View profile

What's on Weibo - Weibo's Moral Compass

Revue
 
It is a week of controversies in which Weibo discussions are arguably more about moral compasses than
 
August 30 · Issue #41 · View online
What's on Weibo
It is a week of controversies in which Weibo discussions are arguably more about moral compasses than the stories themselves.
The first story that is exploding on Weibo over the past two days (670 million views now!) is that about a road-rage incident in Kunshan. When a BMW collided with a bike, the BMW driver stormed out to attack the cyclist and grabbed a knife from his car to stab him. When he accidentally dropped the knife, the cyclist took it and stabbed his attacker instead, eventually killing him. The big question is: is this kind of ‘self-defence’ legitimate? Can the cyclist be held responsible for killing his attacker? Check out the video capturing the initial attack and read all about it here.
The second story that is top trending on Chinese social media this week, involves a female doctor from Deyang who became the target of an online manhunt last week, after a conflict involving a 13-year-old in a local swimming pool went viral on WeChat and Weibo. The impact of the viral manhunt had such an impact on the doctor, that she committed suicide just days after the story took off. Netizens now say the mother of the 13-year-old boy intentionally misguided public opinion and instigated the online witch hunt. In short: social media was used as a weapon in a personal conflict, and it eventually ended up killing someone. Who is to blame, many wonder: the mother, the media, the netizens participating? Read here.
What’s on Weibo was first in reporting both of these breaking stories in English - if you want to get updates on our latest posts, we now have a notification button you can subscribe to (in right corner of screen on www.whatsonweibo.com) so you get notifications on desktop or android about new posts (usually not more than 1-2 per day).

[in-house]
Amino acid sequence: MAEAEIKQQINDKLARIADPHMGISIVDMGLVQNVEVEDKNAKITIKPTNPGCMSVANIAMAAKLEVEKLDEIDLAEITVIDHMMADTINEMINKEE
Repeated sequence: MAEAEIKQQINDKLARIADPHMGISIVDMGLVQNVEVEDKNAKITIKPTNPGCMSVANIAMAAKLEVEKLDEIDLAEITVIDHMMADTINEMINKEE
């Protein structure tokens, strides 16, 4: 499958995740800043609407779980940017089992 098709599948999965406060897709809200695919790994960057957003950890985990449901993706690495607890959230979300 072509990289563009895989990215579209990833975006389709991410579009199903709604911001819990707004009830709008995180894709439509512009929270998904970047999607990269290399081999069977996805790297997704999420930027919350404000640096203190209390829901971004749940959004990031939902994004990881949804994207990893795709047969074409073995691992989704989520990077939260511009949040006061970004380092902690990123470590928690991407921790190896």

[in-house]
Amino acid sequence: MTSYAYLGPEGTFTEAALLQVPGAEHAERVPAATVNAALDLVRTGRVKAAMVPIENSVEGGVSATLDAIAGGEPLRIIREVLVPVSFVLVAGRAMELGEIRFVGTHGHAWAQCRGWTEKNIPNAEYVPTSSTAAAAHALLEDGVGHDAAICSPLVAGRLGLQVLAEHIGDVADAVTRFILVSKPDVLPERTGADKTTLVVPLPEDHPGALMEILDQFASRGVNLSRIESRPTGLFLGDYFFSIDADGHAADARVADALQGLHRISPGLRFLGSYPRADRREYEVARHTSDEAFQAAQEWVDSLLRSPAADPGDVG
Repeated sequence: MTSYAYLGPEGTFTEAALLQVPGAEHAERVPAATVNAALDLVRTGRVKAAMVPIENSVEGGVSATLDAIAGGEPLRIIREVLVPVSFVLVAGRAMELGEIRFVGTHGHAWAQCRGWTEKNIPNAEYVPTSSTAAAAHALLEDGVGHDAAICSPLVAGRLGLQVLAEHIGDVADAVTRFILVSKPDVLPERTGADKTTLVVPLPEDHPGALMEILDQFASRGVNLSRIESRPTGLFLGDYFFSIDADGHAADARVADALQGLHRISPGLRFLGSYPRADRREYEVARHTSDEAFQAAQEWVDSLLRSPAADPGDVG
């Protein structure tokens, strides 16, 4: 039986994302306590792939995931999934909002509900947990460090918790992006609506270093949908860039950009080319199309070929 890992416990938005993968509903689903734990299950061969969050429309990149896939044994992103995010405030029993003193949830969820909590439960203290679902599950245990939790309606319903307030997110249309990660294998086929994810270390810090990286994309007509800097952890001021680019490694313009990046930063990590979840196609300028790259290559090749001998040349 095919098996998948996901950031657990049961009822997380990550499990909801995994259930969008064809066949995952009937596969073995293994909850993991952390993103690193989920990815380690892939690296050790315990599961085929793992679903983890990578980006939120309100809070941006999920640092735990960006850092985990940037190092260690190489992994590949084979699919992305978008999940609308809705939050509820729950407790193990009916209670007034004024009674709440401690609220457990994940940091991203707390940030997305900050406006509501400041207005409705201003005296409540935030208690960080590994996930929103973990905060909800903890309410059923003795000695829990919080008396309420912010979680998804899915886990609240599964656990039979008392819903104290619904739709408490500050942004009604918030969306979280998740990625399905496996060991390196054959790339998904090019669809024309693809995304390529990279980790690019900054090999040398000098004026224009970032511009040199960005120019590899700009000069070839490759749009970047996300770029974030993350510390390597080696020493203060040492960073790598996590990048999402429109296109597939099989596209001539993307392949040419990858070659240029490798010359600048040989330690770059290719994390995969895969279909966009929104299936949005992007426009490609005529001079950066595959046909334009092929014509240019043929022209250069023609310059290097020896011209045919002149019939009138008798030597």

But there were more stories this week, such as the shocking Didi murder or the case in which a child was abducted and rescued hours later - her hair already shaved off and clothes changed.
As for more positive news: What’s on Weibo summer intern Luca de Boni has done a very insightful article on China’s rising electronic dance music scene, and Gabi Verberg, who has just joined What’s on Weibo, has written about the must-follow Chinese female rappers of this moment. Beijinger Miranda Barnes, already a year-long active What’s on Weibo contributor, is soon about to start her travels throughout China together with partner Richard Barnes. On www.abearandapig.com, they write about their travels around the world.
Best,
Manya Koetse (editor-in-chief @whatsonweibo).

Victim of Violence or Rage-driven Killer? BMW Owner Attacking a Bike Driver Stabbed to Death with Own Knife
'Human Flesh Search Engine' over Swimming Pool Conflict Turns Fatal: Female Doctor Commits Suicide after Becoming Target of Online Witch Hunt
The Women Changing the Chinese Rap Scene: Top 3 Most Popular Female Rappers of China The Women Changing the Chinese Rap Scene: Top 3 Most Popular Female Rappers of China
The Rise of China’s Electronic Dance Music Scene: From Underground Culture to Online Communities
Big Changes Ahead?! Draft of China's Civil Code No Longer Includes "Family Planning"
5-Year-Old Girl Goes Missing in Yunnan, Is Found 9 Hours Later with Shaved Head and Changed Clothes
More Details Emerge: Didi Killer Took 9000 RMB from Victim Before Murder | What's on Weibo
Did you enjoy this issue?
If you don't want these updates anymore, please unsubscribe here.
If you were forwarded this newsletter and you like it, you can subscribe here.
Powered by Revue